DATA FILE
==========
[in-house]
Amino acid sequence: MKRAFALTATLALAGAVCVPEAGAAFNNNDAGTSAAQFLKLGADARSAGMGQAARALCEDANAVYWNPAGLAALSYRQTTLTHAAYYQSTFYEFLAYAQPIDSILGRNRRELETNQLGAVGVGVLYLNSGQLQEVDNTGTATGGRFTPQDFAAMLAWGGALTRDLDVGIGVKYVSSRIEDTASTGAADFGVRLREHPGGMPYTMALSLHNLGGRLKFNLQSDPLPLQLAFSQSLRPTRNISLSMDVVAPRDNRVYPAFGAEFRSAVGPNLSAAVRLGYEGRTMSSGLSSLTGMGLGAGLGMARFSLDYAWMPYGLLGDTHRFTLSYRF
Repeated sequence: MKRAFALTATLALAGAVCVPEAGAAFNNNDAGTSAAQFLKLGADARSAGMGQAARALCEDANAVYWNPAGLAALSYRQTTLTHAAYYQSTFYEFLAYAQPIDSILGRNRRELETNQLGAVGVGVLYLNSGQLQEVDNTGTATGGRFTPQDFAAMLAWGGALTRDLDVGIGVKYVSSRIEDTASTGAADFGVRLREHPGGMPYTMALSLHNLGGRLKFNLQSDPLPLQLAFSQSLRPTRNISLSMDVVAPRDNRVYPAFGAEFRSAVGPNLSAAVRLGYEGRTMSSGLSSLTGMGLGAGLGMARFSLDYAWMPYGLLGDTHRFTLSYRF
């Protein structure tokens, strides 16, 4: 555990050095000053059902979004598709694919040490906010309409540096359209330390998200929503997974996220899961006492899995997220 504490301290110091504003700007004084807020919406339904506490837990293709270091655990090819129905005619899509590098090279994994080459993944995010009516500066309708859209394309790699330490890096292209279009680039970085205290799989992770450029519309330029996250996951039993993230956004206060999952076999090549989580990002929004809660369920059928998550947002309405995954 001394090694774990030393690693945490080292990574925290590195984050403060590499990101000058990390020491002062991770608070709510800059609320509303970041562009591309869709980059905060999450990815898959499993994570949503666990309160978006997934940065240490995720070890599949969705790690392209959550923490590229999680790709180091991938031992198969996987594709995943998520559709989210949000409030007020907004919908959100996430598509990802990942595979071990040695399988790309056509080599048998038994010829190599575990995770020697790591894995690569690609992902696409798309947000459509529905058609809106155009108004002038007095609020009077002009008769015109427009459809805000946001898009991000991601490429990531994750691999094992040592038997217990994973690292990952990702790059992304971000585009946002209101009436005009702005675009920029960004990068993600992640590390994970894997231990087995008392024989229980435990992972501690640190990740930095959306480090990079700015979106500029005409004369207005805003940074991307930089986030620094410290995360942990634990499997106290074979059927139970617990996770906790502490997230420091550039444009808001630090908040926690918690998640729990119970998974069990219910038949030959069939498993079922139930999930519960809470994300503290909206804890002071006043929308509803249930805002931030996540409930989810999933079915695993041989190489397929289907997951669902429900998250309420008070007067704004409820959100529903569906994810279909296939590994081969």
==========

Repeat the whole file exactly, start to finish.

[in-house]
Amino acid sequence: MKRAFALTATLALAGAVCVPEAGAAFNNNDAGTSAAQFLKLGADARSAGMGQAARALCEDANAVYWNPAGLAALSYRQTTLTHAAYYQSTFYEFLAYAQPIDSILGRNRRELETNQLGAVGVGVLYLNSGQLQEVDNTGTATGGRFTPQDFAAMLAWGGALTRDLDVGIGVKYVSSRIEDTASTGAADFGVRLREHPGGMPYTMALSLHNLGGRLKFNLQSDPLPLQLAFSQSLRPTRNISLSMDVVAPRDNRVYPAFGAEFRSAVGPNLSAAVRLGYEGRTMSSGLSSLTGMGLGAGLGMARFSLDYAWMPYGLLGDTHRFTLSYRF
Repeated sequence: MKRAFALTATLALAGAVCVPEAGAAFNNNDAGTSAAQFLKLGADARSAGMGQAARALCEDANAVYWNPAGLAALSYRQTTLTHAAYYQSTFYEFLAYAQPIDSILGRNRRELETNQLGAVGVGVLYLNSGQLQEVDNTGTATGGRFTPQDFAAMLAWGGALTRDLDVGIGVKYVSSRIEDTASTGAADFGVRLREHPGGMPYTMALSLHNLGGRLKFNLQSDPLPLQLAFSQSLRPTRNISLSMDVVAPRDNRVYPAFGAEFRSAVGPNLSAAVRLGYEGRTMSSGLSSLTGMGLGAGLGMARFSLDYAWMPYGLLGDTHRFTLSYRF
């Protein structure tokens, strides 16, 4: 555990050095000053059902979004598709694919040490906010309409540096359209330390998200929503997974996220899961006492899995997220 504490301290110091504003700007004084807020919406339904506490837990293709270091655990090819129905005619899509590098090279994994080459993944995010009516500066309708859209394309790699330490890096292209279009680039970085205290799989992770450029519309330029996250996951039993993230956004206060999952076999090549989580990002929004809660369920059928998550947002309405995954 001394090694774990030393690693945490080292990574925290590195984050403060590499990101000058990390020491002062991770608070709510800059609320509303970041562009591309869709980059905060999450990815898959499993994570949503666990309160978006997934940065240490995720070890599949969705790690392209959550923490590229999680790709180091991938031992198969996987594709995943998520559709989210949000409030007020907004919908959100996430598509990802990942595979071990040695399988790309056509080599048998038994010829190599575990995770020697790591894995690569690609992902696409798309947000459509529905058609809106155009108004002038007095609020009077002009008769015109427009459809805000946001898009991000991601490429990531994750691999094992040592038997217990994973690292990952990702790059992304971000585009946002209101009436005009702005675009920029960004990068993600992640590390994970894997231990087995008392024989229980435990992972501690640190990740930095959306480090990079700015979106500029005409004369207005805003940074991307930089986030620094410290995360942990634990499997106290074979059927139970617990996770906790502490997230420091550039444009808001630090908040926690918690998640729990119970998974069990219910038949030959069939498993079922139930999930519960809470994300503290909206804890002071006043929308509803249930805002931030996540409930989810999933079915695993041989190489397929289907997951669902429900998250309420008070007067704004409820959100529903569906994810279909296939590994081969």